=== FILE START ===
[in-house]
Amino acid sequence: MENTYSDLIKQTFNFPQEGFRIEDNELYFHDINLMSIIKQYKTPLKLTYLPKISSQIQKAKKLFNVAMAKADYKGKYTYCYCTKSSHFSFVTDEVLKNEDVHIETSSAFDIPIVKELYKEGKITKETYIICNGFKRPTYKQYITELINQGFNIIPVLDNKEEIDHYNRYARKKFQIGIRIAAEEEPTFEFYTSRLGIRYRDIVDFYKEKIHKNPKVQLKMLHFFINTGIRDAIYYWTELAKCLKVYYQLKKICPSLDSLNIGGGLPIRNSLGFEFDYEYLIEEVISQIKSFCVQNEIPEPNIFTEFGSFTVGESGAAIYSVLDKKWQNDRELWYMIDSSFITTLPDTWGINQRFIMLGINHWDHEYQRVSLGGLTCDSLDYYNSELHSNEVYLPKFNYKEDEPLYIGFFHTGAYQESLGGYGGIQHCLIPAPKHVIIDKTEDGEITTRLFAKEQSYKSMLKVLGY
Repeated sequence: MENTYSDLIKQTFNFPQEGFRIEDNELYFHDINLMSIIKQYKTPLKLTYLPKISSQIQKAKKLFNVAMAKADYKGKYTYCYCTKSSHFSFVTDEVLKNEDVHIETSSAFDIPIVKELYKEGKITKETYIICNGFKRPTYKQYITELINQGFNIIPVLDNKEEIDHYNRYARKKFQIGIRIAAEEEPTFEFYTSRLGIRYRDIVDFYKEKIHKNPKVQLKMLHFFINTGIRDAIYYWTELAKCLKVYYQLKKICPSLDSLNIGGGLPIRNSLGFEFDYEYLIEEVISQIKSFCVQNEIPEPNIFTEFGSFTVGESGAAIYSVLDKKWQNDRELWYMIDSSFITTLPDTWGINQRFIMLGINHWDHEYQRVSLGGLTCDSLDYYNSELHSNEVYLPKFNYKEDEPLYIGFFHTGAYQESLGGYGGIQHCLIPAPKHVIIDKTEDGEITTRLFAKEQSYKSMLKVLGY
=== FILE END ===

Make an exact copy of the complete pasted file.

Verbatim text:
[in-house]
Amino acid sequence: MENTYSDLIKQTFNFPQEGFRIEDNELYFHDINLMSIIKQYKTPLKLTYLPKISSQIQKAKKLFNVAMAKADYKGKYTYCYCTKSSHFSFVTDEVLKNEDVHIETSSAFDIPIVKELYKEGKITKETYIICNGFKRPTYKQYITELINQGFNIIPVLDNKEEIDHYNRYARKKFQIGIRIAAEEEPTFEFYTSRLGIRYRDIVDFYKEKIHKNPKVQLKMLHFFINTGIRDAIYYWTELAKCLKVYYQLKKICPSLDSLNIGGGLPIRNSLGFEFDYEYLIEEVISQIKSFCVQNEIPEPNIFTEFGSFTVGESGAAIYSVLDKKWQNDRELWYMIDSSFITTLPDTWGINQRFIMLGINHWDHEYQRVSLGGLTCDSLDYYNSELHSNEVYLPKFNYKEDEPLYIGFFHTGAYQESLGGYGGIQHCLIPAPKHVIIDKTEDGEITTRLFAKEQSYKSMLKVLGY
Repeated sequence: MENTYSDLIKQTFNFPQEGFRIEDNELYFHDINLMSIIKQYKTPLKLTYLPKISSQIQKAKKLFNVAMAKADYKGKYTYCYCTKSSHFSFVTDEVLKNEDVHIETSSAFDIPIVKELYKEGKITKETYIICNGFKRPTYKQYITELINQGFNIIPVLDNKEEIDHYNRYARKKFQIGIRIAAEEEPTFEFYTSRLGIRYRDIVDFYKEKIHKNPKVQLKMLHFFINTGIRDAIYYWTELAKCLKVYYQLKKICPSLDSLNIGGGLPIRNSLGFEFDYEYLIEEVISQIKSFCVQNEIPEPNIFTEFGSFTVGESGAAIYSVLDKKWQNDRELWYMIDSSFITTLPDTWGINQRFIMLGINHWDHEYQRVSLGGLTCDSLDYYNSELHSNEVYLPKFNYKEDEPLYIGFFHTGAYQESLGGYGGIQHCLIPAPKHVIIDKTEDGEITTRLFAKEQSYKSMLKVLGY